Roger Olsen on the Mystery of Life’s Origin on the Early Earth

On this episode of ID the Future, Robert Marks interviews Roger Olsen, co-author of the groundbreaking 1984 book The Mystery of Life’s Origin. In the book’s epilogue they suggested that a designing intelligence stands as the best explanation for the origin of life. And with a revised and greatly expanded new edition of the book now available, he says that 36 years of additional research from the origin-of-life community has left their conclusions stronger than ever. Now an environmental scientist, Olsen has spent his career since then helping homes and families abroad protect children from the ravages of environmental pollution.



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Walter Bradley on the New Mystery of Life’s Origin, Pt. 2

On this episode of ID the Future, Robert Marks continues his conversation with Walter Bradley, co-author (with Charles Thaxton and Roger Olsen) of the groundbreaking 1984 work The Mystery of Life’s Origin. A revised and expanded edition of the book has just been released with new contributions from James Tour, Guillermo Gonzalez, Stephen Meyer, and others, but today Bradley and Marks discuss the book’s first release, including the cultural context that made finding a non-religious publisher an uphill battle, and discussion of some of the endorsements and early reviews, including one drive-by and four positive responses from distinguished scientists Robert Jastrow, Dean Kenyon, Robert Shapiro, and Fritz Schaefer. Bradley and Marks also discuss some scholars who more recently have testified to how the book, and Bradley, dramatically influenced their intellectual careers.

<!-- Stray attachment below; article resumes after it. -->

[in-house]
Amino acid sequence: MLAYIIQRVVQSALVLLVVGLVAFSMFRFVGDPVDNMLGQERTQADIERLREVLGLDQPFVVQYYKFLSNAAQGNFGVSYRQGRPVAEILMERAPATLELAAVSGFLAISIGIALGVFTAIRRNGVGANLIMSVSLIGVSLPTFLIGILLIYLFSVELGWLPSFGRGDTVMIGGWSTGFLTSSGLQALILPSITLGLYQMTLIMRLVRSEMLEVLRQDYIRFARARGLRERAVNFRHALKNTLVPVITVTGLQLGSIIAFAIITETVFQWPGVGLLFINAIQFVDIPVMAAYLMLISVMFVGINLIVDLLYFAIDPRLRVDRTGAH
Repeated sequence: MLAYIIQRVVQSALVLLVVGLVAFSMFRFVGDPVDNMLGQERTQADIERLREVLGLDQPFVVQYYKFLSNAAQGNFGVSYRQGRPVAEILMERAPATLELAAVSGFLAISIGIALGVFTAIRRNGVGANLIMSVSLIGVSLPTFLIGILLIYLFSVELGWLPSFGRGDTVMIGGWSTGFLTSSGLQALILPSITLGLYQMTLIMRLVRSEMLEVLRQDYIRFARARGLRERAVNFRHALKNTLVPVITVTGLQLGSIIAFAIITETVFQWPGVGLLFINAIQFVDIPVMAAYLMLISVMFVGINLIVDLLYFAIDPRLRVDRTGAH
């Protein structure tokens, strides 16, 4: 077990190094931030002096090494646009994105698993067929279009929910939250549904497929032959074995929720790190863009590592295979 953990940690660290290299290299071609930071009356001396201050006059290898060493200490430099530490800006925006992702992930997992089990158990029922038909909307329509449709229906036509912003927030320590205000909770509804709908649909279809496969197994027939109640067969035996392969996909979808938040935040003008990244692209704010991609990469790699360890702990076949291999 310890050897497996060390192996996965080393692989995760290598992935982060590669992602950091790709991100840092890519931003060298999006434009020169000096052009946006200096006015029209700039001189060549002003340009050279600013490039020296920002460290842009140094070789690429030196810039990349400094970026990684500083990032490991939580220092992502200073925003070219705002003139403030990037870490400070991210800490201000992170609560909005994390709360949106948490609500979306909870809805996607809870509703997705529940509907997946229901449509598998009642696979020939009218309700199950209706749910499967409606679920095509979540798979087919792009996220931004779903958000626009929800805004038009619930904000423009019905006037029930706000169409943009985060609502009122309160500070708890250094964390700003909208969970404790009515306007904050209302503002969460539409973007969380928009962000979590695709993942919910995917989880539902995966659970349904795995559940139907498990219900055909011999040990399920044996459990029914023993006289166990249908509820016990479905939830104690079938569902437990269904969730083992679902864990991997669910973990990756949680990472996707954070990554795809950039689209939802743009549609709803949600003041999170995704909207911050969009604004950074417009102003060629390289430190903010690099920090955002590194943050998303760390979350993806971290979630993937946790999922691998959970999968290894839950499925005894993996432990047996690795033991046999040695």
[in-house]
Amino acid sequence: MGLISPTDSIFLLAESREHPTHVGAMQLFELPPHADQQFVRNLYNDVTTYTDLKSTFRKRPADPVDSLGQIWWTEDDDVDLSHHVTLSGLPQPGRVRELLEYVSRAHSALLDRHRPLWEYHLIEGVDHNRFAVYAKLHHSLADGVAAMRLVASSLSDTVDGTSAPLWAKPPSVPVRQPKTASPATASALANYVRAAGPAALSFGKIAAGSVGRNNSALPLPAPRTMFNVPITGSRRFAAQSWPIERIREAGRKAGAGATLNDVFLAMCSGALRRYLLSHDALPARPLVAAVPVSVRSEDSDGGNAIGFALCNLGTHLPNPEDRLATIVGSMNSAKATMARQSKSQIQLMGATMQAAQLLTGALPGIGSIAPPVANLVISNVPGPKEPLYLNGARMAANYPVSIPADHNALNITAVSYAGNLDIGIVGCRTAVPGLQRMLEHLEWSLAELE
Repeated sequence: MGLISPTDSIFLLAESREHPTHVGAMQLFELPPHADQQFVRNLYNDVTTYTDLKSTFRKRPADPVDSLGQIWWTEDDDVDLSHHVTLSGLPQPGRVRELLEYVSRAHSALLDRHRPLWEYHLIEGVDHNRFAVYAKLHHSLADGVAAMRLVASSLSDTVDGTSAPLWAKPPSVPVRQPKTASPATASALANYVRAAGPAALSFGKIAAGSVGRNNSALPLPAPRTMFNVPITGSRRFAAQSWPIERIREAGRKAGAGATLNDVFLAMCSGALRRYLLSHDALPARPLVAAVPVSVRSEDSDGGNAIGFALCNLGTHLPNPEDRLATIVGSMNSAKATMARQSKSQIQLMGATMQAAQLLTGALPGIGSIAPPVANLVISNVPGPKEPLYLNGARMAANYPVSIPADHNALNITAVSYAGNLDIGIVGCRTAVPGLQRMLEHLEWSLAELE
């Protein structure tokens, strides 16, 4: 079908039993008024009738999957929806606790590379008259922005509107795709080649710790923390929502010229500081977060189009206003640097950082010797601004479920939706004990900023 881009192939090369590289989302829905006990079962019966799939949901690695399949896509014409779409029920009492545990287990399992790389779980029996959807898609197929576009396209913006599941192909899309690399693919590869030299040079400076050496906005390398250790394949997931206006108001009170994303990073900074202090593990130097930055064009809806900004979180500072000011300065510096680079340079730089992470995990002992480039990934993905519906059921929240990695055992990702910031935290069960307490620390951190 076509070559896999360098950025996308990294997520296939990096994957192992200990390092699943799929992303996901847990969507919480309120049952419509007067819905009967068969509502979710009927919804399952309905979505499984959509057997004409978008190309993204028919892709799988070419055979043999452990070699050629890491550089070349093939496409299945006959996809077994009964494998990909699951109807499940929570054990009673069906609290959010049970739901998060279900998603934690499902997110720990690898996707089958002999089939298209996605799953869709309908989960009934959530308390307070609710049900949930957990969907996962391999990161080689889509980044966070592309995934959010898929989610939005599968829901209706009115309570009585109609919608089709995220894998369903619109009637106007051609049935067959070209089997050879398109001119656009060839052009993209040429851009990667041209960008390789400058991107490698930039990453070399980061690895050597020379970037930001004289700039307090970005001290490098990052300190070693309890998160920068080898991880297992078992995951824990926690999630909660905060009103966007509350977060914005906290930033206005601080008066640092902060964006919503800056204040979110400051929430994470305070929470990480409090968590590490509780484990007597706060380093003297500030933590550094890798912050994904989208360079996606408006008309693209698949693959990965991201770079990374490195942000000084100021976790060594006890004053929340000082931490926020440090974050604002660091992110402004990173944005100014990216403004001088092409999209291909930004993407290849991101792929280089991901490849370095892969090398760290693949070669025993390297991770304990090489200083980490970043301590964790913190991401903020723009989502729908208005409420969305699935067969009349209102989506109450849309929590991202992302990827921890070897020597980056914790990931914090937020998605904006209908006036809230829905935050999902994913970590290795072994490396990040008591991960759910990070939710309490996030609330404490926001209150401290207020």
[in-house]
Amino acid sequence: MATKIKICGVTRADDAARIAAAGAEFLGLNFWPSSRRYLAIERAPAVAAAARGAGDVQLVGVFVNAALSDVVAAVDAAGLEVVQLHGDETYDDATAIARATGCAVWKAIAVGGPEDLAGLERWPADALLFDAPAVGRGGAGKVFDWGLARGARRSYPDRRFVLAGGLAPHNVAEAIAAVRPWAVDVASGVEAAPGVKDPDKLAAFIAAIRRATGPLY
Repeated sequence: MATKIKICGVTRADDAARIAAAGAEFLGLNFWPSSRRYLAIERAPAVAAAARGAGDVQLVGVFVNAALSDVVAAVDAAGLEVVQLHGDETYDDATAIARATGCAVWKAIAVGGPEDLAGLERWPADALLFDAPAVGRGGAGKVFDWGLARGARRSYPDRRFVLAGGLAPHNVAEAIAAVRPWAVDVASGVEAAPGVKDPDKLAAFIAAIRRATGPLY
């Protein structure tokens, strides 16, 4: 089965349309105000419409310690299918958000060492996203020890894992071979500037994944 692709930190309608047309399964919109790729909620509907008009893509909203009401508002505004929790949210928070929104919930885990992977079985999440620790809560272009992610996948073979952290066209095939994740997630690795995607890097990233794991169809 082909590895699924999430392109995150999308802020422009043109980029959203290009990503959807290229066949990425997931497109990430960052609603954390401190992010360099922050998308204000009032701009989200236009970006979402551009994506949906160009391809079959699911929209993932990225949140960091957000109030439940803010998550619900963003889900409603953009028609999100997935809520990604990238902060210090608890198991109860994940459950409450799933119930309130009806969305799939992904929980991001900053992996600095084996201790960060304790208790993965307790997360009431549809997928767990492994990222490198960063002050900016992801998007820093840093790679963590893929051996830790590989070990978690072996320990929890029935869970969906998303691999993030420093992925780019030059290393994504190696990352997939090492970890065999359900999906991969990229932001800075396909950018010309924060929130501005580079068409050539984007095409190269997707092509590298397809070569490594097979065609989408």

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Meyer and Metaxas: Stephen Meyer’s Journey into Intelligent Design

On this episode of ID the Future, author and radio host Eric Metaxas interviews Stephen Meyer at the 2019 Dallas Conference on Science and Faith. Meyer, author of the New York Times bestseller Darwin’s Doubt and director of the Center for Science and Culture, tells how he started out asking the “why” questions — some of the same ones Isaac Newton had wondered about — questions that remain with us today. Continue reading